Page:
662 Newcastle Street, (cnr Carr Place)
Telephone: (08) 9228 0123
Lunch; 30th June 2012
As most of you know already, Spanish food brings out the frills in me, the hair comes down and the swirls and twirls begin. Spanish cuisine is full of life and colour and history and deep, deep, flavours. I adore it so much that I’ve dedicated my ‘Dinner Party of the Month’ to be ‘An Evening of Spanish Tapas. !HOLA!’ so that I can share with you, what an evening at Lydia’s looks like. I will be posting tapas and sangria photos and all the recipes you need to hold your own tapas night, just like it. Come back over the weekend, and share a bit of Spain with me.
So…the dinner party explains why I chose Duende to review for lunch. I actually long for the street food of Spain, you see. Every so often, I get a penchant to return there, so I pull out my tapas plates, turn on the classical guitar and connect with the flamenco in me. Spain brings back memories of hustling and bustling streets full of roaring laughter and vibrant discussions where the sounds of Z’s and S’s dance together and the R’s are bent in the throat like a smooth and sexy gurgle. Social groups and families sitting around tables on La Ramblas, simply happy to be in each others company. The little children playing and calling out in the streets and where the deeply baked and well seasoned scent of paprika embed the restaurants and sidewalks with lingering smells of seafood paella, sweet, sweet churros and wine.
Are you there yet?
Sitting on an acute corner with spectacular amber lighting by night, this tapas bar has got style written all over it. In fact, sitting there over a span of 3 hours, I notice the clientele were donned in nothing but suits and stylish clothes fit for any fashionista. Clearly, it’s a place to be seen, with as many outdoor seating as is indoors. And isn’t that Just. Like. Spain. Love it.
The menus are funky, and wreak of vogue-meets-rusticana, and I love the way the pages (and pages…) flip over to the next lot of offerings. My date however is having a melt down, because she’s fervently flipping through the pages exclaiming “where’s the wine. No, the tapas. Is it back a bit? Jesus…where’s the red wine page?” I look of her with my calm eyes and say,
“Hon…relax…we’re in no rush. Enjoy the art, babe. There’s a chicken on the red wine page.”
The truth is, there’s also a chicken on the white wine page. And after that light-bulb moment, I think she needed 4 glasses of wine.
The lovely thing about this story is that we had a laugh about it to the very cool waitress, and in our brainstorming chit-chat, I suggested to colour code the pages in rustic shades to help people, like my friend, who just like one piece of paper for a menu. Me? I like to tapas slowwwww.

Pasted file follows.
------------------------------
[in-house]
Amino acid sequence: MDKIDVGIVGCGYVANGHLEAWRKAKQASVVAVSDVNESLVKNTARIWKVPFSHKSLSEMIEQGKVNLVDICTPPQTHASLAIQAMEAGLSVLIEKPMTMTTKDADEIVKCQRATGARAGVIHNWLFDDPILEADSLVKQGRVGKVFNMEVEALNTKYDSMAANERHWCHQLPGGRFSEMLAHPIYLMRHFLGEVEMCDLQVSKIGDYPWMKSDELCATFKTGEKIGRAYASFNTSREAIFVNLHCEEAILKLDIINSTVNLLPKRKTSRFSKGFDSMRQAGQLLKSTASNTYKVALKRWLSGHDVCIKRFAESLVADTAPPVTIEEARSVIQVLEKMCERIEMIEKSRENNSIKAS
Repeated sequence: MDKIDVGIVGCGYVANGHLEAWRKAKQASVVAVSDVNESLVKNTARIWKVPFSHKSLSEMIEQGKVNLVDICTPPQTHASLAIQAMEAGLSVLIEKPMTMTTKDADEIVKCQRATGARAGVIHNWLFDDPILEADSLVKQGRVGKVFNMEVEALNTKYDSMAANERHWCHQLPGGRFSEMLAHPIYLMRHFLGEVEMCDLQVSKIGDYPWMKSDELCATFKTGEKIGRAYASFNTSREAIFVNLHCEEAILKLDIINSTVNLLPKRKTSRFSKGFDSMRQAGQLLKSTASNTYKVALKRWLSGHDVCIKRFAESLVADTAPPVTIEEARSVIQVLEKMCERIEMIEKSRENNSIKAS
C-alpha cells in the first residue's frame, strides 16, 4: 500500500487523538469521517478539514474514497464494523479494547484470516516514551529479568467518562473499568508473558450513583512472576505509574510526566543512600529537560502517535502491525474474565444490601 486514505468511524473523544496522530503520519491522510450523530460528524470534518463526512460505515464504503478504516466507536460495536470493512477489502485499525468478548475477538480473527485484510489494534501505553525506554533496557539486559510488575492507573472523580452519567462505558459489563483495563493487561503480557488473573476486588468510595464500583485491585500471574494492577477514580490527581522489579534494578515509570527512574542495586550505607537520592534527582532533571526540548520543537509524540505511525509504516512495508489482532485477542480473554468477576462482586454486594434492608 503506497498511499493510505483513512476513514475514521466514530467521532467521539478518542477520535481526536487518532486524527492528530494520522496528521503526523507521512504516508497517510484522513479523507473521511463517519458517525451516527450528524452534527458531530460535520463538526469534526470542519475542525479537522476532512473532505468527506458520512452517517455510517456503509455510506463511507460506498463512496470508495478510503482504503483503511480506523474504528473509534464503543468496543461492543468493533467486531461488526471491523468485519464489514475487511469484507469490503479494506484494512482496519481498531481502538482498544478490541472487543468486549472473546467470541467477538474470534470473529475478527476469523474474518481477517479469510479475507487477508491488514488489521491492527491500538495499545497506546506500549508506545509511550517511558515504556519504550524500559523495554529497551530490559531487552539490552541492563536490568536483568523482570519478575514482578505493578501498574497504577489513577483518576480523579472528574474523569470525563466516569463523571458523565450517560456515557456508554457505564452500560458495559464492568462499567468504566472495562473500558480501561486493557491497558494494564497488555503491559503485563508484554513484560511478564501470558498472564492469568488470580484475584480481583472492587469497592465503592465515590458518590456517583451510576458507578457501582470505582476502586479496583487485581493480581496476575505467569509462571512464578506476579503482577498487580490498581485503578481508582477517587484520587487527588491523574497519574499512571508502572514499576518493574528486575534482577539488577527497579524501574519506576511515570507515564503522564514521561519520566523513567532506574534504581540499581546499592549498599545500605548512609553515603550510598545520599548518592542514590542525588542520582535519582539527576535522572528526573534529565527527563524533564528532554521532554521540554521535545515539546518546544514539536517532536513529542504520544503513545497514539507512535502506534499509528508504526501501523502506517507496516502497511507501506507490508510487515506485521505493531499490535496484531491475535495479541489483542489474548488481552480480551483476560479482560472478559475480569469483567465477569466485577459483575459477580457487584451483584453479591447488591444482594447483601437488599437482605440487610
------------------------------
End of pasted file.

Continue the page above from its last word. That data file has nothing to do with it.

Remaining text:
First with the wine. Love the wine list; very concise and clever. Duende serves a large range of wines by the glass with a strong focus on Spanish, Mediterranean, local drops with a quirky surprise in there too, which they change regularly and post on the black board. Surprisingly, they also include a selection of bio dynamic, organic & natural wines. I’ve not tried it yet, but if anyone’s tried Duende’s own House Chili Vodka, I’d love to hear what you think of it- it sounds so lusciously warming to my belly!
[By the way, if you want to try making it yourself, it's so simple you can do it quite easily at home: 1 bottle of the best vodka you can afford, 4 chillies and a knife. 5 days later: DONE. You can watch it being prepared here].
Getting back to Spain, glorious Spain, I try both the Muros Antigos Loureiro, from Malago, Portugal. It’s described as ‘alluring, fresh, beautiful’ which didn’t really tell me much, but I gambled on it being crisp, clean, grassy and fruity. Hey look…I may know food, but I’m no sommelier, but I can tell you it tasted ‘grassy and fruity’ to me. It was a light bodied aromatic wine wine. Lovely and crisp. I also tried the house white ($9)…and since the waitress was kind enough to offer me a reconnaissance I was sold on investing $2 more per glass for the Muros Antigos Loureiro ($11) which seem like the right idea. The House Red ($9) was pleasant and rustic, but again…I’d think about throwing another gold coin on the table and getting a cleaner finish if you’re not a ‘rustic wine’ kinda person.
I got carried away at Duende. I wanted to eat everything, and I almost did. This was my favourite tapas.
Not a huge portion, but quantity is not required here as it boasts a rich, deep flavour. Its duck-pork combination, offers a moist sweetness/spicy balance in the sausage, playing against the right tang and acidity in the dressing, finished off by the sweet crunch hazelnuts. I might try this flavour combination at home, it’s very much diviiiiine. I was expecting an artichoke however (not a Jerusalem artichoke) but that only mattered because I like to vary the dishesI choose, and I had already selected two other dishes containing Jerusalem artichokes, but…that’s life. Not many people cook this variety of artichoke at home, so if you’d like to try something different, this one’s the go.
I asked the waitress what was good, what she eats, and what was new. I pretty much took her advice, and the K.G Whiting, kipflers, fennel, salsa verde ($19) was new and recommended. It’s also one of my husband’s favourite fish, so I was pleasantly surprised when it arrived and ate it in his honour, of course.